The bureau will never disconnect certain types of customers: apartment buildings, hospitals or clinics. It will not disconnect individuals on home kidney dialysis. It will not disconnect anyone on weekends or for two weeks during the holiday season.

In addition, customers can avert shut-off at any stage of the process simply by contacting the bureau. "If they need another couple weeks, that's fine," Carroll says. "If they need another month, that's fine." The bureau offers subsidies for low-income customers; other social-service agencies can also provide assistance with the water bill.

But for those unfortunate souls who do not qualify for exemption, and who spurn all efforts at contact, the bureau dispatches a water inspector to leave the one calling card that cannot be ignored: the hissing faucet.

Pulling up along a busy stretch of North Killingsworth Street, Hobson glances out the window and shakes his head in disbelief.

The next shut-off is none other than the Christ Memorial Church, a well-kept affair of stucco and glass brick with green trim and an empty parking lot. Hobson double-checks his paperwork, sighs, then hops out of the truck and raps on the church's door. No answer.

"Well," he shrugs. "We've got to shut off God. I hope He'll forgive me somehow."

Wielding his meter bar and curbstop key like a Brobdingnagian pair of chopsticks, Hobson marches up to the meter and hooks the iron plate aside. With a deft swoop of his foot, he wipes the dirt from the meter's face to check its number against the shut-off notice. Then he slides the key onto the curb stop, slips the meter bar through the eye of the key, and turns it like a perverse corkscrew.

In less than an hour, Hobson visits a shuttered hairstyling academy, a vacant butchery, an auto detailing shop, a religious office, and a bank--the Wells Fargo branch on North Denver Avenue, where a flustered clerk explains that the branch's bills are paid by another office. Nodding patiently, Hobson waits until the clerk promises that someone will call the bureau today.

"That's not the first bank by any means," he says. "You name it, I've been there! Banks, strip clubs, churches. Wherever it is, I won't leave until someone says, 'I'll take care of it.'"

As a matter of policy, water inspectors treat commercial customers differently than residential ones. With a business, Hobson talks to an employee, who usually promises to take care of the bill at once. But with residential customers, Hobson just shuts the water off--unless the householder spots him.

"I'm always personally glad to make contact with the customer," he says. "I make no effort to avoid that. For me it's better, because it gets the same results without them having to go through the trauma of being shut off."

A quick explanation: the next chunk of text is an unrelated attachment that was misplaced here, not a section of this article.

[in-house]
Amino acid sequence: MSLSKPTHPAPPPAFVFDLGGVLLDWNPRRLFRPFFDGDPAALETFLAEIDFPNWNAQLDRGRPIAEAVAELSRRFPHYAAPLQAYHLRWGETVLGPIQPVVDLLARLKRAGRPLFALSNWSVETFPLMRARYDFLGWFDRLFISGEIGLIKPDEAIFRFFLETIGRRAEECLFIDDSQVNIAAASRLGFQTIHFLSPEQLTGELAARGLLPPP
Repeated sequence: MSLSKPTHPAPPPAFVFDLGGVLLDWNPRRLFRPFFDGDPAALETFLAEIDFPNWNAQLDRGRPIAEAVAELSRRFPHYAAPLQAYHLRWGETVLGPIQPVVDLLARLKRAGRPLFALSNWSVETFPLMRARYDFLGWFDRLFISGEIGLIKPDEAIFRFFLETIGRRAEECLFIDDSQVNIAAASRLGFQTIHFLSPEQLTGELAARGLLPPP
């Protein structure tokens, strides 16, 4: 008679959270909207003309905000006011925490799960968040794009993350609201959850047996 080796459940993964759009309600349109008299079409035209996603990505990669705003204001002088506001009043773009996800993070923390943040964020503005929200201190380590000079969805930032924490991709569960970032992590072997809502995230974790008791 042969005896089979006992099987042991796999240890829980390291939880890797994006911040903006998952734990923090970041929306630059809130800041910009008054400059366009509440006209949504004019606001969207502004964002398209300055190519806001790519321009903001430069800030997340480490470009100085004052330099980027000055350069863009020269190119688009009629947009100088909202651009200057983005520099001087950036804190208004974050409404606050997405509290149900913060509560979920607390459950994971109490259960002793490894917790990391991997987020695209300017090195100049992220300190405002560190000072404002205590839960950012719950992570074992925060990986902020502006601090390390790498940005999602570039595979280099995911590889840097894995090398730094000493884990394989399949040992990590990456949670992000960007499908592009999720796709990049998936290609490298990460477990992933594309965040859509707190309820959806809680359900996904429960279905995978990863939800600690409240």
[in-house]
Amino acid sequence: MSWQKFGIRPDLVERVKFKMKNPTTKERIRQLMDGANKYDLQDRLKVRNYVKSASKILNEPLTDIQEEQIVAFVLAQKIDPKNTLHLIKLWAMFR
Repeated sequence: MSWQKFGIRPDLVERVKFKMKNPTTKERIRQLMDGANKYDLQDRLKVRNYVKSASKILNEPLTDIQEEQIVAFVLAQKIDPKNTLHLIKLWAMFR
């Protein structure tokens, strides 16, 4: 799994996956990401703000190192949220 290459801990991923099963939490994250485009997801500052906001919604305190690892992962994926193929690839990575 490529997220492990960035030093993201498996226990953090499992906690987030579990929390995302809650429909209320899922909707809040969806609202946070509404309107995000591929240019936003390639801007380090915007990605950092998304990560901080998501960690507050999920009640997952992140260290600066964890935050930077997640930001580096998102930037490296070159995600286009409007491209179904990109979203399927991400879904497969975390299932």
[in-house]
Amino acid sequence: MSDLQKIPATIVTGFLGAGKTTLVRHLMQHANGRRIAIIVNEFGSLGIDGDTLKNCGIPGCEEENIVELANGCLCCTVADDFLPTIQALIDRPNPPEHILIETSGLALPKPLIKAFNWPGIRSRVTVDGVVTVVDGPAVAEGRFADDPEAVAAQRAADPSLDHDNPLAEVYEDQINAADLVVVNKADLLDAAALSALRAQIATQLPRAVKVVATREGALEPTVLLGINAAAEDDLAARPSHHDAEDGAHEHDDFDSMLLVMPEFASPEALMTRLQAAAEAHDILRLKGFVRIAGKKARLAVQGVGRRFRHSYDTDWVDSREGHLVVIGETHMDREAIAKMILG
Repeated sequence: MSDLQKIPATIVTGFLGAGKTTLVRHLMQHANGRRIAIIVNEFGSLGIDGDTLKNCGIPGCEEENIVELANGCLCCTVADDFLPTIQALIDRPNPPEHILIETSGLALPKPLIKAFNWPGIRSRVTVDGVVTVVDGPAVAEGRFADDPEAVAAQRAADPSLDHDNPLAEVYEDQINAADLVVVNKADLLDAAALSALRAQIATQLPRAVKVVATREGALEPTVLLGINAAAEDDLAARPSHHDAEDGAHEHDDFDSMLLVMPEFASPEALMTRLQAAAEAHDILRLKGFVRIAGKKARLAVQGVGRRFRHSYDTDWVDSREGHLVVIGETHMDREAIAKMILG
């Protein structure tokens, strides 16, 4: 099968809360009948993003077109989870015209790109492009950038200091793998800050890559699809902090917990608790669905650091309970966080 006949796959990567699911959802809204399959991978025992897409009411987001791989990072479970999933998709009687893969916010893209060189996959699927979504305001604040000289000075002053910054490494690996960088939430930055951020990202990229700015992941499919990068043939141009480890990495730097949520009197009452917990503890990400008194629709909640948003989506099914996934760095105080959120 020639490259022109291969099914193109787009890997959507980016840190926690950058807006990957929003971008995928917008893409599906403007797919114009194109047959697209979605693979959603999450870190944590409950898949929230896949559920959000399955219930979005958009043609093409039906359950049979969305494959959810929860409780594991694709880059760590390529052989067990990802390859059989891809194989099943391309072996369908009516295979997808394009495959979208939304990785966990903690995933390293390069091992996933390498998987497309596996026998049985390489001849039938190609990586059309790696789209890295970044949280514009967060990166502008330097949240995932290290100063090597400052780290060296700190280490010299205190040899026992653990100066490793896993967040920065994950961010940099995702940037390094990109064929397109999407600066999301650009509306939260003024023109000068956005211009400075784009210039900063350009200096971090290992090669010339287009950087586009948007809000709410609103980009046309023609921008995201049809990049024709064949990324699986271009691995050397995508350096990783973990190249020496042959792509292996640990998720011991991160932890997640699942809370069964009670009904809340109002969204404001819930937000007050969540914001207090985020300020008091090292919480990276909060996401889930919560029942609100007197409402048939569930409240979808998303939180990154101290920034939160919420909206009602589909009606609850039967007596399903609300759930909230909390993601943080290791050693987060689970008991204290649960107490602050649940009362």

In fact, Hobson is anything but judgmental about water deadbeats: 15 years ago, during a chaotic period when his wife was hospitalized, he came home after a hard day's work at the bureau to find that his own water was shut off. He had forgotten to pay the bill.

1 Customer receives Water Bill. If customer does not respond within 30 days...

2 Bureau mails out a Reminder Notice. If customer does not respond within seven days...

3 Bureau makes at least one telephone call warning customer of impending doom. If customer does not respond...

4 Bureau mails out a Pre-Shut-Off Notice. If customer does not respond within 10 days...

5 Bureau dispatches inspector to disconnect service by turning the meter off. Customer can forestall shut-off by promising to contact bureau that day.

6 The vast majority of shut-offs never proceed beyond this point. Nonetheless, a tiny fraction of customers turn the meter back on after shut-off.

7 Bureau dispatches inspector to padlock the meter shut.

8 Customer breaks padlock with bolt-cutters.

9 Bureau removes meter, physically disconnecting property from main line.

10 Customer installs jerry-built "spacer" (typically constructed out of radiator hose) to reconnect property to main line.

11 Bureau sends work crew to crimp the main line leading to the property, permanently shutting off flow of water and choking out life as we know it.

Find out more than you ever wanted to know about Portland's water distribution system at .

If you're having trouble paying your water bill, call the city's Water and Sewer Credit Department at 823-7770 or check out